Economic uncertainty and an increase in IT-related businesses announcing insolvency are spreading globally in our news headlines at the moment. With the recent shockwave relating to Silicon Valley Bank’s announcement of bankruptcy, the quick demise of Credit Suisse due to a string of scandals, top management changes and multi-billion dollar losses resulting in a huge slump in its shares and bonds, to new regulations relating to the management of third-party supplier risks, many businesses are left questioning their operational resiliency and what they can do to protect themselves from the potential risks of their IT service provider going bust. Source code escrow provides this assurance to businesses, helping them to protect their IT investments and maintain their software in the event of software supply-chain disruption.
In this article, we look at the most frequently asked questions we receive about source code escrow, covering what it means, how it works and the various solutions available to you. Look out for part 2 of this article coming next month.
What does it mean to put source code in escrow?
Source code escrow, also known as software escrow or code escrow, is available for businesses of all sizes to ensure the source code or their technology investments are always available and protected. For the client or beneficiary (end user) of the software, ensuring such protection is vital in the event of the software vendor or developer not being able to support the software anymore. Source code escrow is also sought by software developers when their clients such as banks, insurance companies and multi-nationals request protection of the source code or data within the software license agreement.
How does source code escrow work?
During the agreement setup, the depositor (software vendor/developer) will deposit, with the source code escrow company, the latest version of the source code which is normally through an automated deposit system directly from GitHub, Bitbucket, GitLab and many other popular version control apps or via SFTP/S3 buckets.
To ensure the files are accessible and free of viruses, some source code escrow companies will perform a file integrity test as part of the source code escrow deposit. This source code escrow deposit would only be released to the beneficiary if the depositor can no longer support or maintain the software. The requirements for deposit and release of the source code are all clearly defined and negotiated upon in the source code escrow agreement.
Who should pay for source code escrow?
When it comes down to who should pay for the source code escrow agreement, there is no definitive answer. However, there are certain cases depending on the situation where the source code escrow fees may be borne solely by the software developer, the beneficiary, or even split equally between both parties.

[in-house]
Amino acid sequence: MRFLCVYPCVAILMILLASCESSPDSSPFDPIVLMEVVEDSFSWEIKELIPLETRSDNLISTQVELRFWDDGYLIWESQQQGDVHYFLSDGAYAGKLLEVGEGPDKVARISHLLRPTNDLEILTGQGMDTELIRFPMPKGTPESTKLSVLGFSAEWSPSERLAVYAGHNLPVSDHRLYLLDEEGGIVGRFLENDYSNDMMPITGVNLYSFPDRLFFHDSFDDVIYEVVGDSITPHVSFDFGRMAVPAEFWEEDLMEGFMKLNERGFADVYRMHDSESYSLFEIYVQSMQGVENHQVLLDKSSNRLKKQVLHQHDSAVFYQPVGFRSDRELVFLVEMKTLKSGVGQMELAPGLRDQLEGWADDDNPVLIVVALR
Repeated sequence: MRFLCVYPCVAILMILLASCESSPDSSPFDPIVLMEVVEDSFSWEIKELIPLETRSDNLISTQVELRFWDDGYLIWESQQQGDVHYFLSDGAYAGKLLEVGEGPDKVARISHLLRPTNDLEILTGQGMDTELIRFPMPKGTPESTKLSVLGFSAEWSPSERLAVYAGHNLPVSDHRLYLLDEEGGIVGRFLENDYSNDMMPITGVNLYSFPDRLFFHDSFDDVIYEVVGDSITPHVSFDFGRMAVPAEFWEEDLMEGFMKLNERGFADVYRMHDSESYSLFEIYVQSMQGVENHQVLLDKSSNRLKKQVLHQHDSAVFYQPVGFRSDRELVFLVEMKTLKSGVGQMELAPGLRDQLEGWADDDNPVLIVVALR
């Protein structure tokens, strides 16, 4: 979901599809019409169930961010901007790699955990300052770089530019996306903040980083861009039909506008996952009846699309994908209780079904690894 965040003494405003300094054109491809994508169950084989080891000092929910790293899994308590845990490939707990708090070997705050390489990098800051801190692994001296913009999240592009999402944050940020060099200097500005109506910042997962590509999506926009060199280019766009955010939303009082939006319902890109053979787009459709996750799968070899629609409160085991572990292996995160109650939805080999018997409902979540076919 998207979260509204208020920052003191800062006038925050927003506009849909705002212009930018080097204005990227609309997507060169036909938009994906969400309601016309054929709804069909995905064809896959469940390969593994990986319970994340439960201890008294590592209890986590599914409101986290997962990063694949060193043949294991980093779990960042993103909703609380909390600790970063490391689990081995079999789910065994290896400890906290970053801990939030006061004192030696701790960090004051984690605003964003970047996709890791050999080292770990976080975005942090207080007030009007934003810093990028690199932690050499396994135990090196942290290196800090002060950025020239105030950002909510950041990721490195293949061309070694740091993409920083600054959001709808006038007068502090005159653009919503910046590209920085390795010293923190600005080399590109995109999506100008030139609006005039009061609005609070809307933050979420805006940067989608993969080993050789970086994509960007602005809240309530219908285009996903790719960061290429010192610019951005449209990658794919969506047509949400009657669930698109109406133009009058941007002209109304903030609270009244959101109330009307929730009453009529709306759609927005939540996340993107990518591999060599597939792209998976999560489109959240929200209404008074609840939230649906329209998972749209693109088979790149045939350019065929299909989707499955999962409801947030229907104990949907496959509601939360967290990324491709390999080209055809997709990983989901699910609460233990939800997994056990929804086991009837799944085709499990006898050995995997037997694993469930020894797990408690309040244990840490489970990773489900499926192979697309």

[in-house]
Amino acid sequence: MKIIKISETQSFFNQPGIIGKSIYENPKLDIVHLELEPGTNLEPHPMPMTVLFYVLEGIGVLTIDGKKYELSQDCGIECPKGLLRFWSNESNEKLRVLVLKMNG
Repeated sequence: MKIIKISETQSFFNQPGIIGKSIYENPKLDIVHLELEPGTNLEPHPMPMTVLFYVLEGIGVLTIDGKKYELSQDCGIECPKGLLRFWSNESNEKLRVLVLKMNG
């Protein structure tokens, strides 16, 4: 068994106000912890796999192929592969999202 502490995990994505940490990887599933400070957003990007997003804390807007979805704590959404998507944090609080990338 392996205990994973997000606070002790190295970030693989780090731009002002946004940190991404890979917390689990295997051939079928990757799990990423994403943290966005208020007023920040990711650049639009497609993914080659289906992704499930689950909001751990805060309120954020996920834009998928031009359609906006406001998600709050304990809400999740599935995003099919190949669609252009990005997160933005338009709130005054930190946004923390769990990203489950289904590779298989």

If the software developer is a young start-up company and the beneficiary is an enterprise organisation, the annual costs of the source code escrow arrangement will often be absorbed by the developer as they are willing to do whatever it takes to get the software license agreement completed.
In the circumstance where the software developer is more established and the beneficiary has made a request for the inclusion of source code escrow, the costs will often fall on the beneficiary.
In a situation where verification and testing of the source code is requested to ensure accessibility and usability, the beneficiary usually always pays for this service. However, there are situations where both the software developer and beneficiary agree to split the fees in an amicable way to proceed with implementing a source code escrow solution.
It is recommended that all payment terms are decided upon at the beginning of the agreement by all parties to ensure the source code escrow process is as efficient as possible for all involved.
What source code escrow service do you need?
Single Beneficiary Source Code Escrow Agreement
A single beneficiary source code escrow agreement is usually used when a client is licensing software from a software company. It is made up of the depositor, beneficiary and the source code escrow company as the independent third party.
Multi Beneficiary Source Code Escrow Agreement
Multi beneficiary source code escrow agreements are often used by software companies to provide comfort to their clients that they have a standing source code escrow agreement in place. This type of agreement allows the software company to add an unlimited number of beneficiaries to the master agreement.